The Math Forum

Ask Dr. Math - Questions and Answers from our Archives
Associated Topics || Dr. Math Home || Search Dr. Math

Solving Linear Inequalities with Absolute Values

Date: 05/31/98 at 18:09:29
From: Carolyn
Subject: Linear inequalities

I have two questions that I am having difficulty solving. 

1) 3 <= |x + 2| < 8
   I have broken it into two parts:

     (a) |x + 2| < 8   and 
     (b) |x + 2| >= 3 

   From that, I have gotten for (a) |x| < 6 or |x| < -10 and for 
   (b) |x| >= 1 or |x| >= -5. Now, how do I put that on the line, or
   is there more I have to do?

2) 3 < |2x + 1| or |x + 1| - 3 > 2    
   I have done this so far: 2 + 3 < |x + 1|, which means 5 < |x + 1|. 
   I'm lost at this point.

Date: 05/31/98 at 23:27:48
From: Doctor Pat
Subject: Re: Linear inequalities


I'm going to try to help you see a new way to approach these, rather 
than just correct the mistakes above. It seems like you're trying to 
plow through this with some memorized algebra techniques without 
really understanding the idea, which for me is the most important 
part, so let's try to find a way to "see" the answer, then work 
from there. 

Let's look at the whole first problem: 3 <= |x + 2| < 8. We are 
looking for some numbers on the number line so that when we put them 
into the equation, the whole thing is true. Draw a number line and 
mark off x values in increments of, say, five or so, like this

      -10  -5  0   5  10  15   20  

Now, let's get an idea about which neighborhood would be the one we 
want. We take all these numbers, add two, then write the absolute 
value like this:

      -10  -5  0   5   10  15  20  
       8   3   2   7   12  17  22  
Which numbers are between three and eight? Well, by luck we see that 
numbers from -10 to -5 seem to work. It also looks like we should find 
another set of numbers just a little to the right of the origin (0).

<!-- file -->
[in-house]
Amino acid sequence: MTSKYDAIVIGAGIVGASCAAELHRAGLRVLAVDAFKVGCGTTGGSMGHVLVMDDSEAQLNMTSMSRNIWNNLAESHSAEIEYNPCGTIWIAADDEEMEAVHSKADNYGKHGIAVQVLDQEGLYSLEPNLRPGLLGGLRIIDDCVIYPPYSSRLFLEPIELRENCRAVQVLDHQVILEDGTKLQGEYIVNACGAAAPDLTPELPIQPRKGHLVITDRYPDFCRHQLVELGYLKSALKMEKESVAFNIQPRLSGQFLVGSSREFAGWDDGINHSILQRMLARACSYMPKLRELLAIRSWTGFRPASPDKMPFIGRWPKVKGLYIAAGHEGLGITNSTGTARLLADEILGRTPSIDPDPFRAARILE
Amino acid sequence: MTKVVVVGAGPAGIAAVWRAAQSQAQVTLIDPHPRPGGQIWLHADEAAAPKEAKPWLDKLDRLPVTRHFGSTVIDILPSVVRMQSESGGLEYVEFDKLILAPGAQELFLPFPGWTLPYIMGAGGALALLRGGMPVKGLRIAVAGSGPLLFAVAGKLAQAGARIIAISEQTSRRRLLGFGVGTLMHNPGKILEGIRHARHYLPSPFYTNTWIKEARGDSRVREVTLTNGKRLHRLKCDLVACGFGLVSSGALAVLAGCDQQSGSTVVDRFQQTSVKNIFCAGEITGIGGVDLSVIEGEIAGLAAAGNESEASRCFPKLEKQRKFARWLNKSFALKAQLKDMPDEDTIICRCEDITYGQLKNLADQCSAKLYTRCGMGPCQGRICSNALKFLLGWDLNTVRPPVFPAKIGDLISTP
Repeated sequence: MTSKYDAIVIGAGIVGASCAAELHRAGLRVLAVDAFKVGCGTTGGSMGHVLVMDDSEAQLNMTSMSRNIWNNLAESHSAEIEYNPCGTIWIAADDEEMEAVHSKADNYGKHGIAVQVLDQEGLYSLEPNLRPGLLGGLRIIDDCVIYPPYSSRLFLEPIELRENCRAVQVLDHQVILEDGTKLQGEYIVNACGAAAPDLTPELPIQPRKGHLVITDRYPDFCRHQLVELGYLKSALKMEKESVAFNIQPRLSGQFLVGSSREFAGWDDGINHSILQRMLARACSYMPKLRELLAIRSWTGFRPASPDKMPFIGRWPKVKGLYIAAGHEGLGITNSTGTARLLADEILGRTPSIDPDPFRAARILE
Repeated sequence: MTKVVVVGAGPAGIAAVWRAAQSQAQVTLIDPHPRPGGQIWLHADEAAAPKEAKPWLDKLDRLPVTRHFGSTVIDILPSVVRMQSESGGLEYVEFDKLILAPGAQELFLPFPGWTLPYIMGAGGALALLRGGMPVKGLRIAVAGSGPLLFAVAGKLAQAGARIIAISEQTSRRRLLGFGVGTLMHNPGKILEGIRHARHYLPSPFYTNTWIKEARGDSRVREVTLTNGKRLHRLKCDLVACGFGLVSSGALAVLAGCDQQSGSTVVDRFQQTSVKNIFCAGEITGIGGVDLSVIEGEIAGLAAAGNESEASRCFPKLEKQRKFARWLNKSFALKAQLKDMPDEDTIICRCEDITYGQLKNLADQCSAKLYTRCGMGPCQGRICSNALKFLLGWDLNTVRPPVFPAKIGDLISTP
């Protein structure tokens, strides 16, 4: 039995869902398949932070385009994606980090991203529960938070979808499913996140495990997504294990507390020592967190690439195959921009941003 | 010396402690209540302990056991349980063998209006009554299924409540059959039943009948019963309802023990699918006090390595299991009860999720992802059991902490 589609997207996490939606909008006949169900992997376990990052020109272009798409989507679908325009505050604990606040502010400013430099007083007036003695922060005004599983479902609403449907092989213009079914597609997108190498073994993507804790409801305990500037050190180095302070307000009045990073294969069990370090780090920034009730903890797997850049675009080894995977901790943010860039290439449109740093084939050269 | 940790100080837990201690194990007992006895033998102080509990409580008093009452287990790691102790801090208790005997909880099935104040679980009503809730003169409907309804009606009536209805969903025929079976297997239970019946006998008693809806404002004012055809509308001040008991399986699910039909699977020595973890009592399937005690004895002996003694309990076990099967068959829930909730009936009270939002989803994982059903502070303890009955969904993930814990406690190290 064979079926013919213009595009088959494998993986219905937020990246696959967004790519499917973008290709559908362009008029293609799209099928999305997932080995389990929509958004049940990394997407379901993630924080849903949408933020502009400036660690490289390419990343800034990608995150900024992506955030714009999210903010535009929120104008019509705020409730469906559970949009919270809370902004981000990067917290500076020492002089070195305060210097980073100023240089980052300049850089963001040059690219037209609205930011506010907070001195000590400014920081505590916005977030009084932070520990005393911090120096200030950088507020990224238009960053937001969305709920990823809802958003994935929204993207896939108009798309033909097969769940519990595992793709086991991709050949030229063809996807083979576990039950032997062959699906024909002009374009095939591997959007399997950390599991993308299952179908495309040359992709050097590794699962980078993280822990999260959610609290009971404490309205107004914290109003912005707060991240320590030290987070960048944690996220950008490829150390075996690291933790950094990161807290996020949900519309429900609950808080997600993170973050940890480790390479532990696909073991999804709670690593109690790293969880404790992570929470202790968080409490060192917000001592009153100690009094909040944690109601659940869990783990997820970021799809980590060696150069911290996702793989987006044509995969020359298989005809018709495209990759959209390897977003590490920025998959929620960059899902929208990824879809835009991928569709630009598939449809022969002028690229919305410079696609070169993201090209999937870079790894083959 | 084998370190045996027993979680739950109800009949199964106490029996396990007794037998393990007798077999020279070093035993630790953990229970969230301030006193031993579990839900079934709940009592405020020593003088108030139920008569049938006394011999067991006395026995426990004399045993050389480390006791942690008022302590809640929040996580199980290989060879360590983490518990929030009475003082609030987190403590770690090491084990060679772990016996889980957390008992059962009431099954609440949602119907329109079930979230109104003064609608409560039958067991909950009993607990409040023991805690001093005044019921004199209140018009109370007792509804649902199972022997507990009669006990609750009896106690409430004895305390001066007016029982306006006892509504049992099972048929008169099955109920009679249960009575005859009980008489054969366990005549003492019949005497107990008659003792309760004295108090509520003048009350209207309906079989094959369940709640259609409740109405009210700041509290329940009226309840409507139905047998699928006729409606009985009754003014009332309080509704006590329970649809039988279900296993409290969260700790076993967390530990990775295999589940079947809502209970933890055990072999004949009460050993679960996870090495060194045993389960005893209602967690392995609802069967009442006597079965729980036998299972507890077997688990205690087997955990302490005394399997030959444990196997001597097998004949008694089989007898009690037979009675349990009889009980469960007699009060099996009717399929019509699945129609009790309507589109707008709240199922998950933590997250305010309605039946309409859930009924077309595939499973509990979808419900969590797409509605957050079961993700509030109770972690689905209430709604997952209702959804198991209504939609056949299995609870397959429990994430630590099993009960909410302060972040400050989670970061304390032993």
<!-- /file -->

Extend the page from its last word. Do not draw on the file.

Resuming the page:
We could put more values in the area from 0 to ten and repeat, but I 
think you see where this is going. Let's look back at the values you 
have already found: -10, -5, 1, and 6. You found endpoints at all the 
right places; now, all we have to do is write them out as intervals 
joined by the "or" statement. Can you look at the number line again 
and write that out? You want a statement that says "x is between -10 
and -5 or else x is between 1 and 6." You need to put in the correct 
endpoint values to match up the < verses <=, but that is nothing 
compared to all the work you've already done. 

I will let you try to draw the picture of the next one. I hope this 
helps you make sense of absolute values and inequalities. Math is 
really difficult if you are not even sure when you are doing it right, 
so try to keep understanding the big ideas, and the rest sort of works 

Good luck and write back if you need more help.
-Doctor Pat, The Math Forum
Check out our web site!   
Associated Topics:
High School Basic Algebra

Search the Dr. Math Library:

Find items containing (put spaces between keywords):
Click only once for faster results:

[ Choose "whole words" when searching for a word like age.]

all keywords, in any order at least one, that exact phrase
parts of words whole words

Submit your own question to Dr. Math

[Privacy Policy] [Terms of Use]

Math Forum Home || Math Library || Quick Reference || Math Forum Search

Ask Dr. MathTM
© 1994- The Math Forum at NCTM. All rights reserved.